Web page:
This is my first post and I am very new to this software. I have just installed Kicad v5 on Linux Mint. My background sees me using Protel for a number of decades. I see myself as quite proficient at Protel.
My first goal was to try to adapt a library footprint and to copy / adapt a schematic diagram for a part. I am wanting to transfer a project from Protel DXP as my first project in Kicad. So I am thinking I’ll need to get all the schematic parts built and the footprints also.
I’m having difficulty copying a schematic part and also adapting a footprint. I don’t have permissions to adapt the footprint for a start. I tried to save some changes but it wouldn’t allow me to do this. I don’t know now how I got to actually see the footprint mind you but I was adapting a part yesterday !
What is the overall thinking with Kicad ? Does one take parts from the standard libraries to build a set of your own libraries or does one adapt what is there ? My main ucontroller is a PIC18F47K42 which is not in the list of parts - probably because it is too new - but it will be similar to something in the library.
To be honest, I’m clicking around the place and getting a lot of blank screens at the moment - not a good start !
Do not modify libraries that are shipped with kicad. Your modifications would be overwritten on the next update of the libraries. Make your own personal libraries.
I have written a few tutorials that could be useful for you. Currently i only have some for the footprint side of things.
As you come from a different software, you might also be interested in how kicad makes the connection between footprints and symbols.
For the symbol side of things first create a personal lib (if you do not already have one)
This is done in the symbol editor. There are 3 options:
- File -> New library
- Button in the top toolbar (the leftmost button)
- Leftclick in the left sidebar -> new library
After using one of the options you will be asked where to save the library under what name. Depending on your needs either save it in the project directory (for project specific parts like a specialized connector or if you want your uC to have project specific pin names) or put it into some central space of your choosing. (Any storage area where you have write access will do.)
After giving the storage location, kicad will ask you if you want to add the newly created library to the global or local library table. (global means all projects will have access to it, local means only the current project will have access to the library. The later makes sense if you have stored the lib inside the project directory, the former if you stored it somewhere else.)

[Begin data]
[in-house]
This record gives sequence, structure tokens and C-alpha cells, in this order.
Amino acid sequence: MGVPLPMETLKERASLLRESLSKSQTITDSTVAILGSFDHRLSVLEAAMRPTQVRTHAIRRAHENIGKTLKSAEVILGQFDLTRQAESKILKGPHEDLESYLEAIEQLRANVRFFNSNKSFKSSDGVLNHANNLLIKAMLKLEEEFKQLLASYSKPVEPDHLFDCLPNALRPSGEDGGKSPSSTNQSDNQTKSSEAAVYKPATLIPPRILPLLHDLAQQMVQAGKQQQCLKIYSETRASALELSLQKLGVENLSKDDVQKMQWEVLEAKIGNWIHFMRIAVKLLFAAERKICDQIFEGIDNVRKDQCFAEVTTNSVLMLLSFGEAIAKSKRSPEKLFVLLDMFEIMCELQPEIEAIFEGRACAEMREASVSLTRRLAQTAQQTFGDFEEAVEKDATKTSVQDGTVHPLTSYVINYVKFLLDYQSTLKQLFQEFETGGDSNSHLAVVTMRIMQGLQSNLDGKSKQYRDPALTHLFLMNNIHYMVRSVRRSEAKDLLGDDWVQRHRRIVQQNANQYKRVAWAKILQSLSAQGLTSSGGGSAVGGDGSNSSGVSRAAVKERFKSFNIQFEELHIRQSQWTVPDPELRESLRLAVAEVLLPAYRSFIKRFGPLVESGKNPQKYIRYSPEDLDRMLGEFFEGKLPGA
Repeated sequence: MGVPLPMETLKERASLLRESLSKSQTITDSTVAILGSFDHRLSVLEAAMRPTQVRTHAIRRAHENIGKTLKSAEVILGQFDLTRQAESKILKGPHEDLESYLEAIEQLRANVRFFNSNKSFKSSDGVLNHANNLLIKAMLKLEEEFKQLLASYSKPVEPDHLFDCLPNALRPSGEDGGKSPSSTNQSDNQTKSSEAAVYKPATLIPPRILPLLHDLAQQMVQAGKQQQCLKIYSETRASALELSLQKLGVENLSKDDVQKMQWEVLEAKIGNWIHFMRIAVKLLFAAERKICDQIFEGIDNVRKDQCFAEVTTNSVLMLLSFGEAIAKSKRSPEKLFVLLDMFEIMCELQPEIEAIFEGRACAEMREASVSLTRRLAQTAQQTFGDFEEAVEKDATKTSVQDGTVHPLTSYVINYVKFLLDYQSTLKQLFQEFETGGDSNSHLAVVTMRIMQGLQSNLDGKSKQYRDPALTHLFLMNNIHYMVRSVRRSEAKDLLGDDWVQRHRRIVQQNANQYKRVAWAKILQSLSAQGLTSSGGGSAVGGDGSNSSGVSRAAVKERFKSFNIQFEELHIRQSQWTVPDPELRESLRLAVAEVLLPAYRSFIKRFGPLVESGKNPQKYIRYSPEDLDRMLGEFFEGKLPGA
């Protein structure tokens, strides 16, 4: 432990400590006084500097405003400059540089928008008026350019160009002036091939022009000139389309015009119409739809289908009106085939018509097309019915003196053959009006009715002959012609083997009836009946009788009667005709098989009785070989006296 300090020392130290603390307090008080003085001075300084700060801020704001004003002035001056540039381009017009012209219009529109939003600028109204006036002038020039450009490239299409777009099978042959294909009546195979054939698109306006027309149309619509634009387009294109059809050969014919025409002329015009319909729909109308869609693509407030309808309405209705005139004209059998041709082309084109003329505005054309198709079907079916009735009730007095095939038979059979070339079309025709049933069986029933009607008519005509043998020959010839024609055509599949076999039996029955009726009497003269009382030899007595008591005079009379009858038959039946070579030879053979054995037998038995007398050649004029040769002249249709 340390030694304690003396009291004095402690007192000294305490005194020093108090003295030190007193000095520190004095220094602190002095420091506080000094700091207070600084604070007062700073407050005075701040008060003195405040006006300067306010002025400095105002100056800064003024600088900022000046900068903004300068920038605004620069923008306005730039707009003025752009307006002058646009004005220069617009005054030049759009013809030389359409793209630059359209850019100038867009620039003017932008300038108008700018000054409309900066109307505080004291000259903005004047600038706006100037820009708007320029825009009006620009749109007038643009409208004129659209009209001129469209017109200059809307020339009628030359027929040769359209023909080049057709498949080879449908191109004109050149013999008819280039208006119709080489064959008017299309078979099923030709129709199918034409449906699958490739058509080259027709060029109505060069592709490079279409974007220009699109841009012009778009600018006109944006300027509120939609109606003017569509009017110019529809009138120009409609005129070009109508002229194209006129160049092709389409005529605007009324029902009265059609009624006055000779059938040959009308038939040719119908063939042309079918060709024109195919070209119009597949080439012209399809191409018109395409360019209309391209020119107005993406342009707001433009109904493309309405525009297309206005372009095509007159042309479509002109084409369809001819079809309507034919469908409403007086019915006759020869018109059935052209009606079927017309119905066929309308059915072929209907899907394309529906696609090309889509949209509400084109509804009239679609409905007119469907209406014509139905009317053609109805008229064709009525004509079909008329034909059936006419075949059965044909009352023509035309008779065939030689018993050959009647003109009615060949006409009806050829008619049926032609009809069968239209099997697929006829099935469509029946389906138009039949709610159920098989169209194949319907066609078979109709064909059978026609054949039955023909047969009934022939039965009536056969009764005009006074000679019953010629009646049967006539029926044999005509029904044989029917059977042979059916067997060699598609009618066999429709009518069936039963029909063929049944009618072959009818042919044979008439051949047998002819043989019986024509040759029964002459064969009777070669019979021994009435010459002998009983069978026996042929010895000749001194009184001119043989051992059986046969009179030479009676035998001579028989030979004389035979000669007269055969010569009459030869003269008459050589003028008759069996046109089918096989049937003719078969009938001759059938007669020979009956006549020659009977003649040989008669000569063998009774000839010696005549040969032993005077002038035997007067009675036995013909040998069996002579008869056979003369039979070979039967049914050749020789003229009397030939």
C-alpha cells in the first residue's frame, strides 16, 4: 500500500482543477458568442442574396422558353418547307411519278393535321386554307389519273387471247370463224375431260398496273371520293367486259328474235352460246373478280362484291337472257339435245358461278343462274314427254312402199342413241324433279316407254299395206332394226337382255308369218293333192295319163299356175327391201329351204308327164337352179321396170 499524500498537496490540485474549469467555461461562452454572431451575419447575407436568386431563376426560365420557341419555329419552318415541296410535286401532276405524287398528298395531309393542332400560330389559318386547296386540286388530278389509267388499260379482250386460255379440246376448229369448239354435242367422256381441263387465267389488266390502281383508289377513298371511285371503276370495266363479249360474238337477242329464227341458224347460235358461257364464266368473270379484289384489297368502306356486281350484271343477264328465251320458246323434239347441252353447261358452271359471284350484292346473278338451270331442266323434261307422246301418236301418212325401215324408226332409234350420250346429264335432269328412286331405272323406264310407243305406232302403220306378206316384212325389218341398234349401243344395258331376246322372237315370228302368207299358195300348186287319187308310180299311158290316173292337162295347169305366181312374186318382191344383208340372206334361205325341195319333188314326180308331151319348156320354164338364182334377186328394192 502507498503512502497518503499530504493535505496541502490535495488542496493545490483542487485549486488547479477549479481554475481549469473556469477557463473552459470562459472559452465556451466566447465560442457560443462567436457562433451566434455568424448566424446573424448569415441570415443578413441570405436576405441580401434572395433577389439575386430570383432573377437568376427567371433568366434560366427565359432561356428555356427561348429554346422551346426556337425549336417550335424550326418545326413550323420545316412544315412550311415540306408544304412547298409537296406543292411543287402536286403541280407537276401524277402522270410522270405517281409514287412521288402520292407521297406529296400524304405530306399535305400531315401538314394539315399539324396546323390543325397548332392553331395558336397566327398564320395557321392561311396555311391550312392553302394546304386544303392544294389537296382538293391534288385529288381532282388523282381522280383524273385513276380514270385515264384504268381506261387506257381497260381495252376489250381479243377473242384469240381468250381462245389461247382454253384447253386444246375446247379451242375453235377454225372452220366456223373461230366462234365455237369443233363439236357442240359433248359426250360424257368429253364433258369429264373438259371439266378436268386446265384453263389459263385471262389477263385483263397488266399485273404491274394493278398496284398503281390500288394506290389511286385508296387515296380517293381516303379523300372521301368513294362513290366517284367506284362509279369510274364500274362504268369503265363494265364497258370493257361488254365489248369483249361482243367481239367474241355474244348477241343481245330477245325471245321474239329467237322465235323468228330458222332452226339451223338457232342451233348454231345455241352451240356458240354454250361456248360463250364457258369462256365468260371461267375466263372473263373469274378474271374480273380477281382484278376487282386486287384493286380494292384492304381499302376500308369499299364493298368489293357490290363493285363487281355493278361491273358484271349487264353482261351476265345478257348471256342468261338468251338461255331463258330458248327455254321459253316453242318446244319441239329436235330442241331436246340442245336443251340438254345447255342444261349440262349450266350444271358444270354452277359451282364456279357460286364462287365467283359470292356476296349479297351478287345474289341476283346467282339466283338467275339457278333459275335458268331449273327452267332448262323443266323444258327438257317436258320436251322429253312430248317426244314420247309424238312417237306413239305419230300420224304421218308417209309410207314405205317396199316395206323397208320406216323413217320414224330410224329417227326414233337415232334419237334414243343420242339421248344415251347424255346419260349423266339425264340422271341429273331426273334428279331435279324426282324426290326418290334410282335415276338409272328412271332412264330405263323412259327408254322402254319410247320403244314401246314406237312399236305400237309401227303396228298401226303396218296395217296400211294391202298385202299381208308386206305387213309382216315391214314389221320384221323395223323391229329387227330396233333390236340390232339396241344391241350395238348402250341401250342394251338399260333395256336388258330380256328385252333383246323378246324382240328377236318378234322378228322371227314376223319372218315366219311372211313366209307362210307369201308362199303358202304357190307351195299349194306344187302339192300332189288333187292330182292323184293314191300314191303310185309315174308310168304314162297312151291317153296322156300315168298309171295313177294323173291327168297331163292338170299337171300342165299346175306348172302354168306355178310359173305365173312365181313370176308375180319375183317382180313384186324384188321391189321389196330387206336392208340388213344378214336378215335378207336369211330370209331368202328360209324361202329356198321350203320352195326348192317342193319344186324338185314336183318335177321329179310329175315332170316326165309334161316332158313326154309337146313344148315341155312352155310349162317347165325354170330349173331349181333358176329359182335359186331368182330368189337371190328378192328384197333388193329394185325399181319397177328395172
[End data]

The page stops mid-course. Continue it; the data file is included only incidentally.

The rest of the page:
After that your personal lib should appear in the left sidebar. You can now add new symbols to it by left-clicking on the library name -> add new symbol.
If you want to store a modified version of some symbol found in another lib in this lib simply navigate to your source symbol (the filter field on the top of the toolbar will be of great help here). Left click the symbol -> copy. Navigate to your target lib, left click its name and choose paste.
To change a symbol name you need to edit the “value” field. This can only be done in the symbol view.
Open the symbol by double clicking it in the left toolbar. The symbol will now be shown in the large canvas area. You should see a text field with the same content as the symbol name somewhere on the canvas. To rename the symbol you need to edit this field. right click it -> edit. (or use the shortcut e)
Thank you Rene for your wonderful reply. I shall set about things as you have directed me.
How do I delete a schematic library ? I just went through the process of making it but I wanted to change the name. So I now want to delete it. Do I use the file browser to delete it ? Won’t there be a database somewhere looking for it ?
Simply remove it from the library table (the manager for it is found under the preferences menu)
After that you can delete it from disk using your file browser
Symbols can be deleted using the right click menu.
For footprint libs it works the same. For deleting footprints there is a button in the top toolbar (looks like a recycling bin) Or use Edit -> delete.
OK. I’m progressing thanks to your help. Can I ask how to change the size of the rectangle that is in a schematic part that represents the body of the device ? It is usually background-coloured a yellowy / tan. I can’t seem to grab it and change its size.
I’ve made a couple of libraries and have copied and modified a number of components. The graphical editing is very clunky but I am getting there. My cursor is both a crosshair and a pointer - is that normal ? The cursor is jumping in grid increments rather than smoothly traversing the screen I hope this is not because of a graphics card issue.
Thanks again Rene,
In the symbol editor you can rightclick the corner or edge of the rectangle -> drag rectangle side or use the shortcut G while your mouse is above a corner or edge
You can only change it in grid steps. The grid can be changed by rightclicking somewhere on the canvas ->grid or in preferences -> general settings.
Be aware that eeschema can not snap to anything else then the grid. So make sure the pins are on the same or a larger grid than you intent to use in eeschema.